Whycocomagh Provincial Park | Outdoorsy

Whycocomagh Provincial Park


Looking for an island adventure for your next RV getaway? If so, you won't want to miss out on the opportunity to visit Cape Breton Island's Whycocomagh Provincial Park. It's one of the Great White North's most beautiful vacation destinations.

Whycocomagh Provincial Park is located on Cape Breton, an island which is connected to mainland Nova Scotia by a causeway. This recreational haven is near to all of the region's most popular attractions including the world famous Cabot Trail and some of the province's best hiking locales. Whycocomagh Provincial Park is particularly stunning in the fall when the leaves change, blanketing the landscape with a sea of rich color. Set on a hillside with spectacular views of the Skye River Valley and the Bras D'or Lakes, this campground is well-renowned for its air of solitude and its incredible scenery.

This park takes its name from the small community in which it resides. It rests in the eastern portion of Inverness County and is home to only 854 residents. The name "Whycocomagh" descends from the Mikmaq language and means "head of the waters." The Skye River passes through the center of two communities: Whycocomagh and We'kogma'q First Nations. Whycocomagh is largely populated by descendants of English and Scottish settlers who made the area their home in the early 18th and 19th centuries.

A portion of the famous Transcanada Highway (Highway 105) runs along the length of the Bras D'Or Lakes, making the drive to Whycocomagh Provincial Park extremely picturesque. Situated only a 30 minute drive from the seaside gem known as Baddeck, this campground is near to many great amenities including world class restaurants, resorts, entertainment venues, boutiques, and even a library, hardware store, and pharmacy.

Whycocomagh Provincial Park is open for RV camping only seasonally, from June 7th through October 31st yearly. To experience Nova Scotia, Canada at its finest, plan an RV stay at Whycocomagh Provincial Park today.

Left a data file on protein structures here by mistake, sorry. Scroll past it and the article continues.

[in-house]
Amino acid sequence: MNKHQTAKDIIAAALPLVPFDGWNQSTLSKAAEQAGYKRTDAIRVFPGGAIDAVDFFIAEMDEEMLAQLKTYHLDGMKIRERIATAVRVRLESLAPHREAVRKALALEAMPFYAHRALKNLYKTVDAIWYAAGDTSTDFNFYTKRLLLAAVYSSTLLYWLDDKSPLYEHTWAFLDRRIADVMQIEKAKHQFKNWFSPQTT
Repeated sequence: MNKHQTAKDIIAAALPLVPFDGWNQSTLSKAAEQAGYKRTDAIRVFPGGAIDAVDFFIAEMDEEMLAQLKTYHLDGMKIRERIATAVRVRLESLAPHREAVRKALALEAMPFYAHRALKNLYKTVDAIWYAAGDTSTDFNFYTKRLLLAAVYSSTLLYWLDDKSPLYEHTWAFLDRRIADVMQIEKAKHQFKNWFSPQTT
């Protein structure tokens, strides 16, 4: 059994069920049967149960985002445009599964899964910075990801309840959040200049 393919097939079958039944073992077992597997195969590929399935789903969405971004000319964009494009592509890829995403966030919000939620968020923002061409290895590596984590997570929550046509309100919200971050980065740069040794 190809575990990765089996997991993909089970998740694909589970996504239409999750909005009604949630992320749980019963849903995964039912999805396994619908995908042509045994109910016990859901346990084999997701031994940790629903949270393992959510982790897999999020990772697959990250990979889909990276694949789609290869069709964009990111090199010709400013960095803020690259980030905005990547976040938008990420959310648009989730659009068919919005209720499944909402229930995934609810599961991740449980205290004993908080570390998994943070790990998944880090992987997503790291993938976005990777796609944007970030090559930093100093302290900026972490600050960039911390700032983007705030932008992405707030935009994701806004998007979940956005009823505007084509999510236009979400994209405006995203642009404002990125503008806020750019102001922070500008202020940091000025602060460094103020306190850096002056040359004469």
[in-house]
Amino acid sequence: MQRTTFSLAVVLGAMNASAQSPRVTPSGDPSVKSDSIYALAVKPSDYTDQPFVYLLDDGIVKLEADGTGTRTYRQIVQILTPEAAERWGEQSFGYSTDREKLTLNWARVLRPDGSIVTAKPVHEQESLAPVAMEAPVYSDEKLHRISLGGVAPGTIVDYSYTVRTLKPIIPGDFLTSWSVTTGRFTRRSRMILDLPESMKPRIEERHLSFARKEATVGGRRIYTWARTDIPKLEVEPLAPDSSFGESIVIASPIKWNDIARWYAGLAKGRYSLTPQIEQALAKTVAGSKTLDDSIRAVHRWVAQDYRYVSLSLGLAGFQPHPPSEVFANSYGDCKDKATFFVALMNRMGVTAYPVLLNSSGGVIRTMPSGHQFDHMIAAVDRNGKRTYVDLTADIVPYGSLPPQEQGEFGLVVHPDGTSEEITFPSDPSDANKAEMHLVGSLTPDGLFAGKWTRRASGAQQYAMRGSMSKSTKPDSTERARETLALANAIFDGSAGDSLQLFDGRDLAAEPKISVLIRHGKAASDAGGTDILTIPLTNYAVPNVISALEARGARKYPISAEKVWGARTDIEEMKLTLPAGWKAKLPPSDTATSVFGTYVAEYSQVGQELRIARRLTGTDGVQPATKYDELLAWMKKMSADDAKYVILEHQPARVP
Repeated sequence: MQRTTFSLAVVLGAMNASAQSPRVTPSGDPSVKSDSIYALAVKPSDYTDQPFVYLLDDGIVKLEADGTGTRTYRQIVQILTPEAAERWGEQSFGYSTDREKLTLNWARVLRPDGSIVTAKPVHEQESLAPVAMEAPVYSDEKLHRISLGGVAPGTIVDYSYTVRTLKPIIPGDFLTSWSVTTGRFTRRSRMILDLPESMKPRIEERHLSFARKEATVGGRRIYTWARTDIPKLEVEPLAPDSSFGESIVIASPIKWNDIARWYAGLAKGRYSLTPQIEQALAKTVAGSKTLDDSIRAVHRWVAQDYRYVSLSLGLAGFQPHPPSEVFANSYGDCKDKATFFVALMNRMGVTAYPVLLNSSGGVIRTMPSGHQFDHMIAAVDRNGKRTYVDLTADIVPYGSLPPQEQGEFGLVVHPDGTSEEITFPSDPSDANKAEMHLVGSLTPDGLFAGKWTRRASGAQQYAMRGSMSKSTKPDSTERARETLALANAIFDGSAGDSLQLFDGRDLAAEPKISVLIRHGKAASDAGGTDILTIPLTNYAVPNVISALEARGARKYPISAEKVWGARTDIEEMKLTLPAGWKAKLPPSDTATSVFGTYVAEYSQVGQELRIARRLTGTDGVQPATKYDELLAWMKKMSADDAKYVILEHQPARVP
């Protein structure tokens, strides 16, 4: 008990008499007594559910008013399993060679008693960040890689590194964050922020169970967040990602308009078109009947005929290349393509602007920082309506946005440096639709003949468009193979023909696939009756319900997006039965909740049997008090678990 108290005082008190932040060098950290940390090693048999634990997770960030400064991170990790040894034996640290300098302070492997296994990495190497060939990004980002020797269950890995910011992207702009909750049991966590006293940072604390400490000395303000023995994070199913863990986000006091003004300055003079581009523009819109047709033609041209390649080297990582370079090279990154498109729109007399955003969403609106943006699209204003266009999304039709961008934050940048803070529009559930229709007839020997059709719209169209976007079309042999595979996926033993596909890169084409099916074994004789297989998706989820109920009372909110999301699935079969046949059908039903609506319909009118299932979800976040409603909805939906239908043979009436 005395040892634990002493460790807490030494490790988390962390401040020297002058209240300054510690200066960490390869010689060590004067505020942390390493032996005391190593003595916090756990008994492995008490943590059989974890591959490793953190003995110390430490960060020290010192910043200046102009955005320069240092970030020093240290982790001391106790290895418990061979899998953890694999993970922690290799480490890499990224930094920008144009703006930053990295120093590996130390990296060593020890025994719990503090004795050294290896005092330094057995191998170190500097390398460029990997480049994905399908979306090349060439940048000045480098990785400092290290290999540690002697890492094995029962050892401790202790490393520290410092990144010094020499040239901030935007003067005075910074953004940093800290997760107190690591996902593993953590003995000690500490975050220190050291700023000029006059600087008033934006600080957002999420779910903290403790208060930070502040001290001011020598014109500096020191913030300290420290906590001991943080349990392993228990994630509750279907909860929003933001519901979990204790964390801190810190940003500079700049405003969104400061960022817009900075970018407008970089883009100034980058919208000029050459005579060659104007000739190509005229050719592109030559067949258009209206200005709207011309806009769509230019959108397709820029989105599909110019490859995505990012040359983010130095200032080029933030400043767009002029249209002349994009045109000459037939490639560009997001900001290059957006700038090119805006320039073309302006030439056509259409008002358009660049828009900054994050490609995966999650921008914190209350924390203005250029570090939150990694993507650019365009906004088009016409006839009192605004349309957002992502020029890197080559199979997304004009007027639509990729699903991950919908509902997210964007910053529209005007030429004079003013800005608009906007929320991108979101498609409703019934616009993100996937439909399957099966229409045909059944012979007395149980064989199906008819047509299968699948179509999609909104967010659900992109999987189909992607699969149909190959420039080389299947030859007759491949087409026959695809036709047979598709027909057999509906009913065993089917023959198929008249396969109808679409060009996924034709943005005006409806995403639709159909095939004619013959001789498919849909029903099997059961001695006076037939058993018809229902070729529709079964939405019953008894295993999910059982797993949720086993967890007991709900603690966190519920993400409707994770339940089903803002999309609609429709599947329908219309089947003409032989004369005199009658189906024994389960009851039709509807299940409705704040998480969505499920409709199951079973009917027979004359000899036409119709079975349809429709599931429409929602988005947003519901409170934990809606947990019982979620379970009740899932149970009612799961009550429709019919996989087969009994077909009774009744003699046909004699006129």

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Travelling to Whycocomagh Provincial Park could not be easier. The quaint seaside village of Baddeck is situated only 37 km (or 23 miles) away, approximately a 30 minute scenic drive. The capital city of Cape Breton Island and the area that is home to most activity, Sydney, is 114 km (or 71 miles) from the campground. From either of these cities, you will travel along the Transcanada Highway 105 W which meanders through winding roads along the coast of the Bras D'Or Lakes. The drive is majestically scenic, and there are several lookoff points where amateur photographers can practice their skills with the incredible Cape Breton landscape for a backdrop.

Highway 105 is primarily a two lane highway, and traffic progresses moderately. Though it forms a part of the Transcanada Highway, it is not heavily congested. This section of road passes through several small villages that are ideal stopping points for gas, treats, or general sightseeing. Be aware that this stretch of highway does undergo road construction in the summer, so delays may be inevitable.

If heading to the park from mainland Nova Scotia, simply follow the Transcanada Highway 104 E across the Canso Causeway. Follow the road sign to the left that is marked Cheticamp/Baddeck. From here Highway 104 E becomes Highway 105 E. This highway leads directly into the village of Whycocomagh with the campground only minutes away directly off this stretch of road.